27. Clause 10 provides the basic powers of entry and search to allow enforcement officers to conduct checks on premises to ensure that the law is being complied with.  In addition, in the event that there is a significant threat to public safety, order or peace, or if an offence involving violence is suspected to have been committed on the premises, the Commissioner of Police can, under Clause 11, order the closure of the premises for up to 72 hours. He can order the licensee to take certain measures to mitigate the risks, and to vary the licence or suspend the licence until the significant threat or risk no longer exists or the remedial measures have been taken.  This allows the Police to take swift action to mitigate serious any serious threat to public order.  


28. The penalties for offences related to liquor licensing under Clauses 5 to 7 will be enhanced from a maximum fine of $5,000 to $10,000.  Clause 4 increases the penalty for the more egregious offence of unlicensed supply of liquor to a maximum fine of $20,000, with an imprisonment term of up to six months for repeat offenders.


Liquor Control Zones


29. Madam, let me now elaborate on the Liquor Control Zones.  In areas where there is a heightened risk of public disorder associated with liquor consumption, more stringent measures will be imposed to mitigate the risks.  Clause 15 empowers the Minister to designate such areas as Liquor Control Zones.


30. As I explained earlier, based on Police's current operational assessment, there is in general, a material number of cases of serious crime or incidents involving liquor consumption, and there is a disproportionate number of law and order incidents in Little India and Geylang that are associated with liquor consumption.  The regular and large congregations of people, both local and foreign, in these areas exacerbate the risk.   To illustrate, about one-fifth of all rioting cases islandwide occur in Geylang and Little India.  About 10% of serious hurt cases were in Geylang and Little India.  Also, 40-50% of serious incidents in Geylang and Little India are linked to liquor consumption; that is about twice the national average.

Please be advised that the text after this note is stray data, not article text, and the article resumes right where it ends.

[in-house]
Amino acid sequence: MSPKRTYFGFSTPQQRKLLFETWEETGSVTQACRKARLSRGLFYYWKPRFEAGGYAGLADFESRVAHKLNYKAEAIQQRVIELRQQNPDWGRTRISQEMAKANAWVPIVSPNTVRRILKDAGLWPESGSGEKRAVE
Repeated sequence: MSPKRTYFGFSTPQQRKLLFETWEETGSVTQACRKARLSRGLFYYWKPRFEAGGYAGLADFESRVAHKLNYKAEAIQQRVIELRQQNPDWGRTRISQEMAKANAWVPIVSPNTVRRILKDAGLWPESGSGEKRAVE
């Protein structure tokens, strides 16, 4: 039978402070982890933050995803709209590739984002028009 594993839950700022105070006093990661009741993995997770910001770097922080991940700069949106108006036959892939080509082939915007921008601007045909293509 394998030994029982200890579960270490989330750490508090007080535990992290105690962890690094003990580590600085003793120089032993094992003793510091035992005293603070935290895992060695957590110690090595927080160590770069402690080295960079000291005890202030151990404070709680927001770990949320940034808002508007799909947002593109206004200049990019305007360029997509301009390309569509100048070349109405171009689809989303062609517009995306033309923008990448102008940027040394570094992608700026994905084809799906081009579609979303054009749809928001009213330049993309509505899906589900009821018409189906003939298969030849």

31. Hence, under the proposed Bill, specified areas in Little India and Geylang will be designated as Liquor Control Zones.  Stricter restrictions on the hours for the supply and consumption of liquor, similar to those applied in Little India under the Public Order (Additional Temporary Measures) Act will be implemented in these zones.


32. Clauses 16 to 20 provide for enhanced measures and penalties for offences committed within the Liquor Control Zones, commensurate with the higher risk.  Liquor-related offences committed within the zones will result in a penalty of one and a half times that in non-designated areas.  The Commissioner of Police will also be empowered to require a person to cease business activities in a Liquor Control Zone if he is found to have repeatedly supplied liquor without a valid licence from his premises.  This prevents businesses from continuing to circumvent regulation and supplying liquor freely within the zones.


33. The Commissioner of Police or authorised officers will also be empowered under Clauses 18 and 19  to issue a banning notice to an individual if he has committed a liquor-related offence in the zone, and is likely to commit it again and cause public disorder.  The banning notice will prohibit him from returning to the Liquor Control Zone for a period not exceeding 30 days.  This measure is intended to be used in egregious cases.  The Police will also be empowered under Clause 20 to refuse entry or remove a subject from a Liquor Control Zone for up to 24 hours if he does not comply with Police's orders or has committed offences related to liquor consumption or intoxication.


V) Other Provisions


34. Madam, I will now touch briefly on the other provisions in the Bill.


35. Clauses 25 to 27 provide for appeals related to liquor licensing to be heard by an independent Liquor Appeal Board, while those against decisions made by the Commissioner of Police will be heard by the Minister for Home Affairs.


36. A related amendment will be made to Section 20 of the Miscellaneous Offences (Public Order and Nuisance) Act to enhance the penalty for the offence of disorderly conduct, and to align it with other offences related to public drunkenness.


VI) Conclusion


37. Madam, to conclude, Singapore is a compact and densely populated city with mixed land use and development, and residential and commercial areas that flow into each other and are in close proximity.  Residents in many areas want a more peaceful and orderly living environment, especially at night, and even on weekends, when they and their families want to rest. In particular, adverse effects of public drunkenness, and the associated disorder and disamenities, are keenly felt by residents of many quarters.  


38. The proposed Liquor Control (Supply and Consumption) Bill will help mitigate the risks to public order and reduce disamenities associated with public drunkenness.  It will bring much needed respite to many residents, and create a safer neighbourhood for all. 


39. Madam Speaker, I beg to move.


[1] COI report, Para128


Law and order